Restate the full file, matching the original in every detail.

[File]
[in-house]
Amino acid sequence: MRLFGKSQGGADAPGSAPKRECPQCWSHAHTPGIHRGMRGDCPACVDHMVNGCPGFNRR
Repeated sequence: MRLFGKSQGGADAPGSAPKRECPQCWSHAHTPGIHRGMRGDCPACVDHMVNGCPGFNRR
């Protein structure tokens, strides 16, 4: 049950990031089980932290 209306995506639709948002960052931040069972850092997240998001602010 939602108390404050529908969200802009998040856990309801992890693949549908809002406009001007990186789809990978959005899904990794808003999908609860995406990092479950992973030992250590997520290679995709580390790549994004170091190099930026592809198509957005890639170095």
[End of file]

[in-house]
Amino acid sequence: MRLFGKSQGGADAPGSAPKRECPQCWSHAHTPGIHRGMRGDCPACVDHMVNGCPGFNRR
Repeated sequence: MRLFGKSQGGADAPGSAPKRECPQCWSHAHTPGIHRGMRGDCPACVDHMVNGCPGFNRR
């Protein structure tokens, strides 16, 4: 049950990031089980932290 209306995506639709948002960052931040069972850092997240998001602010 939602108390404050529908969200802009998040856990309801992890693949549908809002406009001007990186789809990978959005899904990794808003999908609860995406990092479950992973030992250590997520290679995709580390790549994004170091190099930026592809198509957005890639170095």